They might look right at the top of a glass, but a tiny paper umbrella and a twist of orange peel do not a cocktail make. Nor does juice or soda when added to a shot of rum or vodka (if we’re gonna get really technical, these aren’t “cocktails” at all). So what exactly makes a cocktail? A few things—mainly spirits, water, sugar, and bitters. But also a lot of history.
Cocktails are traditionally thought of as an American innovation, but they were actually at least partly inspired by British punches—big bowls of spirits mixed with fruit juice, spices, and other flavors, consumed in punch houses in the 18th century. The term cocktail was even first seen in a British newspaper printed March of 1798. But the term wasn’t really defined as we know it until 1806, when The Balance and Columbian Repository of Hudson, New York, pinned the cocktail down to what we follow today: “a stimulating liquor composed of any kind of sugar, water and bitters, vulgarly called a bittered sling.” (The sling had actually predated the cocktail, basically the same thing made without bitters.)
“Stimulating” has always been a basic prime goal of cocktails, but the true art of bartending evolved thanks especially to one guy—Jerry Thomas. Jerry, aka “Professor” Thomas, a Connecticut-born, prolific American bartender who worked all over America and Europe and wrote one of the first comprehensive recipe books—The Bartender’s Guide (or How to Mix Drinks), basically an encyclopedia of mixed drinks that became a standard-bearer for bartenders.
Not that Thomas and his peers were working in a vacuum. Increasing travel and steps toward industrialization helped, as did innovations toward one key ingredient in cocktail culture: ice. Imagine going to a bar and getting everything from a Mint Julep to a Martini at dull room temperature. We don’t have to, thanks to a guy crazy enough to dream up an ice exporting business at a time when the fastest delivery system was a ship and most ports weren’t equipped to store whatever ice didn’t melt in transit. That didn’t deter Frederic “Ice King” Tudor, who kept trying and failing at hauling ice from colder climes to warmer ports until the venture finally succeeded (and made him a billionaire). With ice more available around the U.S. and internationally, the possibilities for cocktails—and cocktail consumption—exploded.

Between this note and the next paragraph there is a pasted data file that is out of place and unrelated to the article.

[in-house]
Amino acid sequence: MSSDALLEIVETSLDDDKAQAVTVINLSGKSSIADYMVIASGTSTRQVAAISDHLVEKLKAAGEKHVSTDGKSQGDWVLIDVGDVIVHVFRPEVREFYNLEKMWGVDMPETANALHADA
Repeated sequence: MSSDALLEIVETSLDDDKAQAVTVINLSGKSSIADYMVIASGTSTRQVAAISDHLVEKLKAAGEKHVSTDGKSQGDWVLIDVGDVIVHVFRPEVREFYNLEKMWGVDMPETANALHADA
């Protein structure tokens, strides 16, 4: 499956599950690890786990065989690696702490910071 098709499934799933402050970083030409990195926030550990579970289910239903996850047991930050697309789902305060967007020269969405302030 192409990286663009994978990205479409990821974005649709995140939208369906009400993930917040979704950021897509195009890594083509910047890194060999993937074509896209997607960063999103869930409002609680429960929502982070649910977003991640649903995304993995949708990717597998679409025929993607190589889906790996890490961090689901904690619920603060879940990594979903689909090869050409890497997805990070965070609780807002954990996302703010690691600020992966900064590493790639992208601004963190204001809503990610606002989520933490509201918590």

But then a little thing called Prohibition put a slight damper on cocktail consumption (and gave a big boost to organized crime). Even after it was repealed, many of our most talented bartenders had already found new homes abroad. In a sense, World Wars (and increased tourism) were a slight saving grace for cocktail culture, with exposure to the Pacific theater and its Polynesian culture introducing us to the kitsch and copious rums of what became our corrupted Tiki culture. Ernest Raymond Beaumont Gantt’s adopted Don the Beachcomber persona became an iconic Hollywood restaurant and Polynesian hot spot, while Victor Bergereon (aka “Trader Vic”) opened a self-named competing Tiki spot in San Francisco in the 1930s.
Attention to Tiki gave way to attention to other cocktail cultures, and by the mid-20th century, cocktail culture was on a slight upswing—think Mad Men, Manhattans, Martini lunches—only to take a step back as the drug cultures of the 60s and 70s strutted forward. It wasn’t until the 90s or thereabouts that a modest but ambitious group of bartenders led by people like Dale Degroff at New York’s famous Rainbow Room began reviving the classic cocktail culture of Thomas’s time, bringing historical values and strict quality standards back to a craft that had devolved into sour mix, pre-fab bottled cocktails like The Pink Squirrel, and shooters like the Training Bra. (The decades that followed Degroff saw what became a “mixology” renaissance.)
Classic and even historical cocktails might be more readily available, but many of the drinks found in The Bartender’s Guide probably won’t make their way to bar menus anytime soon—which is a shame, because they have fun names like Brandy Crusta and Port Wine Sangaree. So while you may not be able to order a Duke of Norfolk Punch (brandy, wine, milk, and sugar) at most bars, you may be able to get a decent Milk Punch or even (if you’re really lucky) watch a really skilled bartender pour liquid fire for Professor Thomas’s signature Blue Blazer. (Because liquid fire never goes out of style.)